What is blindness?
Blindness is defined as the state of being sightless. A blind individual is unable to see. In a strict sense the word “blindness” denotes the inability of a person to distinguish darkness from bright light in either eye. The terms blind and blindness have been modified in our society to include a wide range of visual impairment. Blindness is frequently used today to describe severe visual decline in one or both eyes with maintenance of some residual vision.
Vision impairment, or low vision, means that even with eyeglasses, contact lenses, medicine, or surgery, someone doesn’t see well. Vision impairment can range from mild to severe. Worldwide, between 300 million-400 million people are visually impaired due to various causes. Of this group, approximately 50 million people are totally blind. Approximately 80% of blindness occurs in people over 50 years of age.
What are the different types of blindness?
Color blindness is the inability to perceive differences in various shades of colors, particularly green and red, that others can distinguish. It is most often inherited (genetic) and affects about 8% of males and under 1% of women. People who are color blind usually have normal vision otherwise and can function well visually. This is actually not true blindness.
Night blindness is a difficulty in seeing under situations of decreased illumination. It can be genetic or acquired. The majority of people who have night vision difficulties function well under normal lighting conditions; this is not a state of sightlessness. People often say, “I am ‘blind as a bat’ without my glasses.” All bat species have eyes, and most have excellent vision at night but not in daylight. More importantly, the term blindness means the inability to see despite wearing glasses. Anyone who has access to glasses and sees well with the glasses cannot be termed blind.
1. Eye Allergies
Eye allergies occur as our body natural response to certain medications or substances. They are quite common, affecting a large number of population.
The body’s immune system reacts when our body comes in contact with allergens from outside. These allergens can be anything like pollen, ragweed, grass, mould, weeds, dust, and pet dander. As defence, it produces a chemical called histamine. Histamine attaches to the eye tissues and cause them to enlarge or dilate.
Common signs and symptoms are:
- Excess tearing
- Eye Itching
- Sinus activity
Treatment for Eye Allergies
Eye allergies can be treated with numerous non-prescription drugs that include cold compresses or topical treatments. Your doctor will determine the best treatment option for you. However, prevention from the allergens is very important. Stay indoors or wear sunglasses when out, to prevent your eyes from coming in contact with allergy causing pathogens.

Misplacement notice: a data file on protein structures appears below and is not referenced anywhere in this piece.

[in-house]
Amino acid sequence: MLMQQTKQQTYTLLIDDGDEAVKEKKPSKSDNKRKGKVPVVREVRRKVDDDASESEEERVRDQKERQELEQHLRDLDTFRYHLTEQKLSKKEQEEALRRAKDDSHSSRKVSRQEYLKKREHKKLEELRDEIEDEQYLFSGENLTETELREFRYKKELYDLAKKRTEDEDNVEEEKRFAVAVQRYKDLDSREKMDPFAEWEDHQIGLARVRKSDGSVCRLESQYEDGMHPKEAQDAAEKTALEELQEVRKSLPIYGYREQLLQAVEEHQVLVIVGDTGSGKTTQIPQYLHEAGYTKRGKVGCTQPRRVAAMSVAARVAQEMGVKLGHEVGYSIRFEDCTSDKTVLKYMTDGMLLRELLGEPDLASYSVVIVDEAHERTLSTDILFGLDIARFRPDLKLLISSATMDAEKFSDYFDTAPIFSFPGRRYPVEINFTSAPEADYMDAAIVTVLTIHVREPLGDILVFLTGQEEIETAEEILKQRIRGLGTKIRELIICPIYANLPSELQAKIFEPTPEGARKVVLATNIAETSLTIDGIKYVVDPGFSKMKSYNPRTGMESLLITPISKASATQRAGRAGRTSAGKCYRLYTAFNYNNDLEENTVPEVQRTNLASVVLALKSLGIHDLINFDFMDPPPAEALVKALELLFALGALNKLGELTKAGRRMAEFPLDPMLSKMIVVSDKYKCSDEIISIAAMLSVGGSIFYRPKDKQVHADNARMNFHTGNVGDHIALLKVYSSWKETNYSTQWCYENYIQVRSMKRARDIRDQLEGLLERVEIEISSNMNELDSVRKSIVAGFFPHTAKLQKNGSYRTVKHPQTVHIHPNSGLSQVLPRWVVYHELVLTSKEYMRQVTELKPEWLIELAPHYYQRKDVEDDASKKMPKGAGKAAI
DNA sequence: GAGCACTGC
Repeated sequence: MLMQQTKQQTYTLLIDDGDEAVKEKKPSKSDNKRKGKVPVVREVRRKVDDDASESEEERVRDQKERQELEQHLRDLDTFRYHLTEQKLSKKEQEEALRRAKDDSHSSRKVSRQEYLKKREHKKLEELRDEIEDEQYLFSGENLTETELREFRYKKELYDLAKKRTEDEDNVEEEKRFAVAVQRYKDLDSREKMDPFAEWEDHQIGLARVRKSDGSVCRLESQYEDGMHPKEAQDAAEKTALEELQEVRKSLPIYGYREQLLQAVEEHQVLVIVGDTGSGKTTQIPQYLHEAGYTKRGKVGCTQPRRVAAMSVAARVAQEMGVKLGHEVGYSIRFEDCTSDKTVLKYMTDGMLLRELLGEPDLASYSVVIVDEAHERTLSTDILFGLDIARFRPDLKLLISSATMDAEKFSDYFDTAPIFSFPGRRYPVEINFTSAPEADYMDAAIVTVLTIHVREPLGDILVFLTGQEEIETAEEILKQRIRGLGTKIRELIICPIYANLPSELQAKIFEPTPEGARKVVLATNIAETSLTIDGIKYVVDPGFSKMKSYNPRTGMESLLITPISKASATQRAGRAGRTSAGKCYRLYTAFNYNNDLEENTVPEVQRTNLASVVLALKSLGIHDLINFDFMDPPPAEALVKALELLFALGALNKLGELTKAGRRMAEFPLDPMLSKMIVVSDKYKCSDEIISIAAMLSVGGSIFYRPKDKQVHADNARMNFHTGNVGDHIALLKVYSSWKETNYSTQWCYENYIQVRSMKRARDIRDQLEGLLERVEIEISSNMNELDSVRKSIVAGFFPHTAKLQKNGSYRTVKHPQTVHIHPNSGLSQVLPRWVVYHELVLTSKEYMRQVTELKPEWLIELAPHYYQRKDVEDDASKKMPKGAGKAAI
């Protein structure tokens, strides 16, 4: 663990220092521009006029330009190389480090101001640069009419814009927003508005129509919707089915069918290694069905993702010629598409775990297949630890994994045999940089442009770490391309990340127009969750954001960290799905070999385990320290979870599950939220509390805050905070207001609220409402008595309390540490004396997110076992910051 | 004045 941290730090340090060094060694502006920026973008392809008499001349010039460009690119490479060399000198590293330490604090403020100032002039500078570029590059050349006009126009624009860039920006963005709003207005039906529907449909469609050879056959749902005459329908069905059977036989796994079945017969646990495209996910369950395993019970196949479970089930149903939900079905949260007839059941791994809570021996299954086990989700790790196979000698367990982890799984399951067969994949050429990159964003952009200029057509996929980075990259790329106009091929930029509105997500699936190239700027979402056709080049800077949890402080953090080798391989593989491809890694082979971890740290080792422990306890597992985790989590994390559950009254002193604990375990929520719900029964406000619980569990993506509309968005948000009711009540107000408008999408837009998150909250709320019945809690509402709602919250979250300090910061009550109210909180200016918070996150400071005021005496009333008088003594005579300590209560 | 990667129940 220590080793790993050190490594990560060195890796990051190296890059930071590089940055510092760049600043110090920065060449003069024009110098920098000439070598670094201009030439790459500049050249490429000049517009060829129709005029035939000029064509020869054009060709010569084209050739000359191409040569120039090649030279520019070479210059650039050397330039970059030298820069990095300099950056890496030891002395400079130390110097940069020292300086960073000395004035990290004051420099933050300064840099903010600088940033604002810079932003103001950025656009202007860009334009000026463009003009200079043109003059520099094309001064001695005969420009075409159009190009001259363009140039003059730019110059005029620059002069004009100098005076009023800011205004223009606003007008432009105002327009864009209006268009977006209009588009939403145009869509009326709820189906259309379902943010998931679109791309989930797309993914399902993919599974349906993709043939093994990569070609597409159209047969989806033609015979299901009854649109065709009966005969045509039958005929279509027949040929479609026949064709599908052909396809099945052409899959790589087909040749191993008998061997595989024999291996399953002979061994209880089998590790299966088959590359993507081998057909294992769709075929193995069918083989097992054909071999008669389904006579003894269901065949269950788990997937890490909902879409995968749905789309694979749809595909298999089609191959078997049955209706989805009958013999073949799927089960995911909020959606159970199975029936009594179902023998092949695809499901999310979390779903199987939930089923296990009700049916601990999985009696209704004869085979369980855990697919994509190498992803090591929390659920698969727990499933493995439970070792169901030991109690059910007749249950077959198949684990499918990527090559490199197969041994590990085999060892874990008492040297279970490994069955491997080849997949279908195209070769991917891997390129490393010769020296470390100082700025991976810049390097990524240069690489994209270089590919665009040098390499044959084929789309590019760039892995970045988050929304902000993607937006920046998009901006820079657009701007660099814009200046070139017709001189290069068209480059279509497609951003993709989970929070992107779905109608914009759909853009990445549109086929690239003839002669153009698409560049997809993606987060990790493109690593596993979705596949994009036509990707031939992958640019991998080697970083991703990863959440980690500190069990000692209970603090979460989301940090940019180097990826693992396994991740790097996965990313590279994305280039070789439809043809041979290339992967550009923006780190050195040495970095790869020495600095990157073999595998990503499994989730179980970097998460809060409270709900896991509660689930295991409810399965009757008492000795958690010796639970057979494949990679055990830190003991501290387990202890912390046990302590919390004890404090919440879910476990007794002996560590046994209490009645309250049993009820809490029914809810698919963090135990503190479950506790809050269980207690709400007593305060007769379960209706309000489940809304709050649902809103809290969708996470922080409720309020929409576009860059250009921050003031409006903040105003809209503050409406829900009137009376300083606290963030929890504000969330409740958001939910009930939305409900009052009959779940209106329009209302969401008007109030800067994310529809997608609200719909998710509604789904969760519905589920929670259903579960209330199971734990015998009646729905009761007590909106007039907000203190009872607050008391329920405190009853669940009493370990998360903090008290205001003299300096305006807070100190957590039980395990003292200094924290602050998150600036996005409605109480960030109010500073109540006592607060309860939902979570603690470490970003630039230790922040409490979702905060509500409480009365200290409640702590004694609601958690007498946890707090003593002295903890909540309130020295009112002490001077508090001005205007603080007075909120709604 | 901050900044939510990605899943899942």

2. Computer Vision Syndrome (CVS)
As the name suggests, it refers to the strain afflicted on eyes when you use a computer for long periods of time. Not just the number of hours you spend in front of digital technology, but a lot of other factors contribute in causing CVS. Lighting of the room, distance from the screen, glare on the screen, seating posture, and the angle of your head determine if CVS can affect you. Everyone spending hours in front of computers experience at least one the following symptoms:
- Blurred vision
- Dry eyes
- Neck and shoulder pain
3. Dry Eye
Dry eye refers to the inability of your eye to produce normal tears. Most people visit an eye care professionals for this problem.
4. Conjunctivitis or Pink Eye
The inflammation of the transparent membrane (conjuntiva) lining the eyelids and eye is known as conjunctivitis. It is commonly called pink eye when certain type of bacteria cause this inflammation. Pink eye is generally a common condition which is usually minor but it can prove to be highly contagious when caused by an infection.
What specialists treat blindness?
Ophthalmology is the specialty of medicine that deals with diagnosis and medical and surgical treatment of eye disease. Therefore, ophthalmologists are the specialists who have the knowledge and tools to diagnose the cause of blindness and to provide treatment, if possible.
What is the prognosis for blindness?
The prognosis for blindness is dependent on its cause. In patients with blindness due to optic-nerve damage or a completed stroke, visual acuity can usually not be restored. Patients with long-standing retinal detachment in general cannot be improved with surgical repair of their detachment. Patients who have corneal scarring or cataract usually have a good prognosis if they are able to access surgical care of their condition.
The following are common signs and symptoms of astigmatism:
- blurred or distorted vision at all distances
- excessive squinting
- eye strain, especially when the eye has to focus for long periods, as in reading from paper or a computer monitor
- difficulty driving at night
A person with these symptoms may not have astigmatism, but it is a good idea to have an eye test to check.